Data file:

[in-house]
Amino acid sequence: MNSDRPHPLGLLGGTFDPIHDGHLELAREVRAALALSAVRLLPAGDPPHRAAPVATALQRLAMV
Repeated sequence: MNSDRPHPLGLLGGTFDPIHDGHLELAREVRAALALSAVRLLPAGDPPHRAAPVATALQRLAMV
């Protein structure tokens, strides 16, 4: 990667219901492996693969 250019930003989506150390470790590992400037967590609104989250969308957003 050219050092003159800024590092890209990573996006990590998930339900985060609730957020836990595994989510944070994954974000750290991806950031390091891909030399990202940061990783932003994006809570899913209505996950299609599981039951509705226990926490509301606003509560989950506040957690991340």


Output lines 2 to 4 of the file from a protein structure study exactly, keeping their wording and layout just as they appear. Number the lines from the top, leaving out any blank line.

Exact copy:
Amino acid sequence: MNSDRPHPLGLLGGTFDPIHDGHLELAREVRAALALSAVRLLPAGDPPHRAAPVATALQRLAMV
Repeated sequence: MNSDRPHPLGLLGGTFDPIHDGHLELAREVRAALALSAVRLLPAGDPPHRAAPVATALQRLAMV
């Protein structure tokens, strides 16, 4: 990667219901492996693969 250019930003989506150390470790590992400037967590609104989250969308957003 050219050092003159800024590092890209990573996006990590998930339900985060609730957020836990595994989510944070994954974000750290991806950031390091891909030399990202940061990783932003994006809570899913209505996950299609599981039951509705226990926490509301606003509560989950506040957690991340």